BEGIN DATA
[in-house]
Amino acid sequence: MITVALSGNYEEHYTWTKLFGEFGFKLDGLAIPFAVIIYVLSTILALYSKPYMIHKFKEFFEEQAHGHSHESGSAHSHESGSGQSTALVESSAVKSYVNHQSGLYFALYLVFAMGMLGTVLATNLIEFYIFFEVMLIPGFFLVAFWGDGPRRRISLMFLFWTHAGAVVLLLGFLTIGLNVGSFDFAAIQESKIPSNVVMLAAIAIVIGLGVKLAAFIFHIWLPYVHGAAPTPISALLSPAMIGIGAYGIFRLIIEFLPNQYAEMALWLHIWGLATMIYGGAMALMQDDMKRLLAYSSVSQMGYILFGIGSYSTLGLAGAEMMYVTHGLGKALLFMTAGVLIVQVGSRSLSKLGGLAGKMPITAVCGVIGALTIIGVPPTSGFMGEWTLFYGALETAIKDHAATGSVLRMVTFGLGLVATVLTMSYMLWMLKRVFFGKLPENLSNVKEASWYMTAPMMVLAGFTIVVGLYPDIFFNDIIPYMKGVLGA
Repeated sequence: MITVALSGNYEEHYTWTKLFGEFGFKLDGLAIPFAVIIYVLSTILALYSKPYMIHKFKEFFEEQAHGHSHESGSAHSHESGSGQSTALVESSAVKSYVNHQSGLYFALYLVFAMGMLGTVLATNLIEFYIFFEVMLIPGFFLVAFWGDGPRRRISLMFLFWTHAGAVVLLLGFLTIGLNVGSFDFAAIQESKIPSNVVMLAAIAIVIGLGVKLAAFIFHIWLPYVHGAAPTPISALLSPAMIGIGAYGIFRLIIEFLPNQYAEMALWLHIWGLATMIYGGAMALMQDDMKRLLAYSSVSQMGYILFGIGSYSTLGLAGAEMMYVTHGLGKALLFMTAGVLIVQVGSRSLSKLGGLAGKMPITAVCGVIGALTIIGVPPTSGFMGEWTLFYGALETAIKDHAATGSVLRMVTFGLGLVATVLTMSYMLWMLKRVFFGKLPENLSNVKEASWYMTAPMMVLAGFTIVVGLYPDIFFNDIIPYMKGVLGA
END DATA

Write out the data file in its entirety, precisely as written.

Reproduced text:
[in-house]
Amino acid sequence: MITVALSGNYEEHYTWTKLFGEFGFKLDGLAIPFAVIIYVLSTILALYSKPYMIHKFKEFFEEQAHGHSHESGSAHSHESGSGQSTALVESSAVKSYVNHQSGLYFALYLVFAMGMLGTVLATNLIEFYIFFEVMLIPGFFLVAFWGDGPRRRISLMFLFWTHAGAVVLLLGFLTIGLNVGSFDFAAIQESKIPSNVVMLAAIAIVIGLGVKLAAFIFHIWLPYVHGAAPTPISALLSPAMIGIGAYGIFRLIIEFLPNQYAEMALWLHIWGLATMIYGGAMALMQDDMKRLLAYSSVSQMGYILFGIGSYSTLGLAGAEMMYVTHGLGKALLFMTAGVLIVQVGSRSLSKLGGLAGKMPITAVCGVIGALTIIGVPPTSGFMGEWTLFYGALETAIKDHAATGSVLRMVTFGLGLVATVLTMSYMLWMLKRVFFGKLPENLSNVKEASWYMTAPMMVLAGFTIVVGLYPDIFFNDIIPYMKGVLGA
Repeated sequence: MITVALSGNYEEHYTWTKLFGEFGFKLDGLAIPFAVIIYVLSTILALYSKPYMIHKFKEFFEEQAHGHSHESGSAHSHESGSGQSTALVESSAVKSYVNHQSGLYFALYLVFAMGMLGTVLATNLIEFYIFFEVMLIPGFFLVAFWGDGPRRRISLMFLFWTHAGAVVLLLGFLTIGLNVGSFDFAAIQESKIPSNVVMLAAIAIVIGLGVKLAAFIFHIWLPYVHGAAPTPISALLSPAMIGIGAYGIFRLIIEFLPNQYAEMALWLHIWGLATMIYGGAMALMQDDMKRLLAYSSVSQMGYILFGIGSYSTLGLAGAEMMYVTHGLGKALLFMTAGVLIVQVGSRSLSKLGGLAGKMPITAVCGVIGALTIIGVPPTSGFMGEWTLFYGALETAIKDHAATGSVLRMVTFGLGLVATVLTMSYMLWMLKRVFFGKLPENLSNVKEASWYMTAPMMVLAGFTIVVGLYPDIFFNDIIPYMKGVLGA